Colours – not just pretty to look at
If you generate Mind Maps with a pen and paper, your basic kit should include a couple of different coloured pens. Drawing Mind Maps with several colours can have a number of objectives:
Distinguishing the main branches from each other: This is the principal use of colours. Each main branch and all its sub-branches are drawn and written in one colour. This helps with quick visual differentiation of themes and also makes the Mind Map more varied.
Highlighting particular meanings with different colours: In many situations it’s sensible and possible to associate a colour with a particular meaning which the colour stands for in the Mind Map. Thus, when you read your map you can identify at a glance the various aspects of a theme by the colours used.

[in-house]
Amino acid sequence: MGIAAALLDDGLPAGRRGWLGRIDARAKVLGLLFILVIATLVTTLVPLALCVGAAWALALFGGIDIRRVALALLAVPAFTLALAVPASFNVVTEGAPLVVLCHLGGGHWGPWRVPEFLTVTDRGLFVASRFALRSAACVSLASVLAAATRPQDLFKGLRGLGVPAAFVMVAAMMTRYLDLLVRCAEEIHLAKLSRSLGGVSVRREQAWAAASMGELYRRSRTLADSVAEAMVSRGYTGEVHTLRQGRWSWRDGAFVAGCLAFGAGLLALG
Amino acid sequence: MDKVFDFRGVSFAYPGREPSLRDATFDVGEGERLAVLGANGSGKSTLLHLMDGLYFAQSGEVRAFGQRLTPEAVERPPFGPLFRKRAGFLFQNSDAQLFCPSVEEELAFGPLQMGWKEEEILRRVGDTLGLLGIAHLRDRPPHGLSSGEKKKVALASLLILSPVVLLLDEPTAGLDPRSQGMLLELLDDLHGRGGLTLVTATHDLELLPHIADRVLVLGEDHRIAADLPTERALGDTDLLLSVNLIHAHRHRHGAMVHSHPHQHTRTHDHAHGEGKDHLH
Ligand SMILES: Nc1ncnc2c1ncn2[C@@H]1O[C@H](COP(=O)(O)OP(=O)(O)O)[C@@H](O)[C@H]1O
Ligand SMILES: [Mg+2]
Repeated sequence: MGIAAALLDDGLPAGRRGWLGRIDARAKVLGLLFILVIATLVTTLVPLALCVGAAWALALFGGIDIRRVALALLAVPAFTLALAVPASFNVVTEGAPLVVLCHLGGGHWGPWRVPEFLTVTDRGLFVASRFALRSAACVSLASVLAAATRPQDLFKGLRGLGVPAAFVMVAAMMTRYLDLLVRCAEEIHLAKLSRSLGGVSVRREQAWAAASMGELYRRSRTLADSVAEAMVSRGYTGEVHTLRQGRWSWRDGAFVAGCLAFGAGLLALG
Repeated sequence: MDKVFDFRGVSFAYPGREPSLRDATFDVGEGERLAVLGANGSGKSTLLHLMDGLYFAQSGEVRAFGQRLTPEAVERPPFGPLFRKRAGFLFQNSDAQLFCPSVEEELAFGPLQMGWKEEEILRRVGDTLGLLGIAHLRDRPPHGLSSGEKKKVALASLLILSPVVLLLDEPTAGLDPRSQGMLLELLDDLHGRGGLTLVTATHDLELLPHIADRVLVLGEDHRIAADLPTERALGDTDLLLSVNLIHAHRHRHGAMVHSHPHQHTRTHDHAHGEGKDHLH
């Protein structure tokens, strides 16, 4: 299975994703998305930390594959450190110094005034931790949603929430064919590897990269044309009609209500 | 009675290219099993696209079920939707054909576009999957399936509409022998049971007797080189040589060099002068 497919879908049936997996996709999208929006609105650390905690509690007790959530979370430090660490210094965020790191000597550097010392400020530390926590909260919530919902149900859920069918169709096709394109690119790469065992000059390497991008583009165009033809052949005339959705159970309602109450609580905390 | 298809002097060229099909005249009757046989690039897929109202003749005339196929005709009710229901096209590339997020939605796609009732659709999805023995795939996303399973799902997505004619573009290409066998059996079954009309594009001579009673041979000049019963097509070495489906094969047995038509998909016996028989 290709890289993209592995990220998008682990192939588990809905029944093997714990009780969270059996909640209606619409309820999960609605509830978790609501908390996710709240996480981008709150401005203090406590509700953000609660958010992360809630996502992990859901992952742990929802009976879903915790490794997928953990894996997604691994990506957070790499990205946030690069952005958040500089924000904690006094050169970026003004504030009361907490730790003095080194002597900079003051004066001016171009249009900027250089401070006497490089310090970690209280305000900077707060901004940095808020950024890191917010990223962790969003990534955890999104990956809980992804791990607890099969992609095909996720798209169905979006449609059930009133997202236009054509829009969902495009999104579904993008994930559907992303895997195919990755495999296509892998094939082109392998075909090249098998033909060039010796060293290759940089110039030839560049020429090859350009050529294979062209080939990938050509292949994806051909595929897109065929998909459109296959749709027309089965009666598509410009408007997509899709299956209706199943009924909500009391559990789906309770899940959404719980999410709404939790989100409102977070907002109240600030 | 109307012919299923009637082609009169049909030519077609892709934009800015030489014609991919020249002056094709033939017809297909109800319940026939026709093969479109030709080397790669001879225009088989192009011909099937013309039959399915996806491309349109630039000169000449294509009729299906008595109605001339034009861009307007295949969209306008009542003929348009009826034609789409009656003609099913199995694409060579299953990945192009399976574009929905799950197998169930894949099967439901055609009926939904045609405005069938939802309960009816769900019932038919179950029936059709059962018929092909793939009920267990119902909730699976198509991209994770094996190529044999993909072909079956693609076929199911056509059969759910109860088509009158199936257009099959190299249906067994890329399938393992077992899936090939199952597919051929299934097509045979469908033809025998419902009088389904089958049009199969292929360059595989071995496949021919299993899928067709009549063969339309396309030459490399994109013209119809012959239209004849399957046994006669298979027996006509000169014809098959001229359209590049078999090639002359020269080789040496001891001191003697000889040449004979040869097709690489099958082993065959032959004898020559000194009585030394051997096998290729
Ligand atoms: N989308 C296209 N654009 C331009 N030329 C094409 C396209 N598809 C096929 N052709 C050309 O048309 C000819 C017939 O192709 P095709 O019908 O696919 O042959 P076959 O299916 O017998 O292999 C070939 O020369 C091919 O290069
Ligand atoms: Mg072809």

• You’re using Mind Maps to take the minutes of a meeting in your company. Two groups, marketing and R&D, with different opinions on a subject, take part in this meeting. Now, for example, you can use the colour blue for marketing and green for R&D. The arguments of each group can then be added in the relevant places by using the right colours.
• You’re using Mind Maps to take notes as you read a textbook. You reserve a particular colour for your own thoughts and ideas and one for your objections and ...